Performance and properties are important references when selecting materials for an application, such as yield strength and tensile strength. The mechanical properties of aluminium alloys differ based on their temper, in this article, we’ll introduce the yield strength definition and compare it with tensile strength, please check the aluminum alloy yield strength chart to get the numerical values of the yield strength of aluminum.
The yield strength is defined as the stress at which a predetermined amount of permanent deformation occurs. When subjected to stress, a material undergoes deformation, yield strength describes the maximum amount of stress required to elastically deform the material in a given loading arrangement like tension and compression. This means the stress beyond yield strength, the deformation is recoverable and any deformation that occurs due to the stress higher than the yield strength is permanent. Yield strength is measured in N/m²or pascals. Strain hardening, strain rate, the temperature of the metal and hydrostatic pressure will affect the value of yield strength.
In other words, for example, with little force, the aluminum deforms elastically firstly, when you release the stress, it can return to the original shape; then with more force, it deforms plastically, this is yield strength, when you release the stress, its shape is permanently changed; last, with a much higher force, it breaks, this is ultimate tensile strength. In CNC aluminum machining, we should have a basic understanding which condition the aluminum material can withstand to ensure the process go smoothly.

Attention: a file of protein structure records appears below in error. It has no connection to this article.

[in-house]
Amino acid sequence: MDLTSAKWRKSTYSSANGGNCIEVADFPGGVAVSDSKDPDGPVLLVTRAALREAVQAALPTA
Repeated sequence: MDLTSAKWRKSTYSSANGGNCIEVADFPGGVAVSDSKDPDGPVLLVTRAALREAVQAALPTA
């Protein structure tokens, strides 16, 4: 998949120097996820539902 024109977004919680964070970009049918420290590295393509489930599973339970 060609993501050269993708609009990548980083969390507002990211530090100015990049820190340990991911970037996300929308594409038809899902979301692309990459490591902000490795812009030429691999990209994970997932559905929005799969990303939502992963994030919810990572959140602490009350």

Tensile strength, also referred to as ultimate tensile strength, which is defined as the maximum tensile load a material can withstand prior to fracture. Tensile strength and yield strength are both critical mechanical properties when reviewing an aluminum alloy and can be determined using a tensile test, what’s the main difference between yield strength and tensile strength?
– Yield strength is measured at the point of plastic deformation, while tensile strength is measured at the point of fracture.
– Yield strength is usually used for ductile materials, while tensile strength used for brittle materials.
– The yield strength is usually reached earlier than tensile strength. That is, for the same material, yield strength is lower than tensile strength.
– Tensile strength of a material can be determined accurately, while yield strength needs to be estimated for most materials.
Here is a chart that contains the yield strength and tensile strength of aluminum in varying tempers. This chart involves common wrought aluminum alloys, which is normally identified by a four-digit system, such as 1XXX, 2XXX, 3XXX, etc., which refers to aluminum alloyed with different alloying elements (copper, zinc, magnesium, silicon, manganese, and lithium). Please note that the tensile strength and yield strength are both affected by the temperature changes, so the numerical value is not fixed.
Aluminum Temper Designations and Meanings:
-F: as fabricated
-H: strain hardened
-T: thermally treated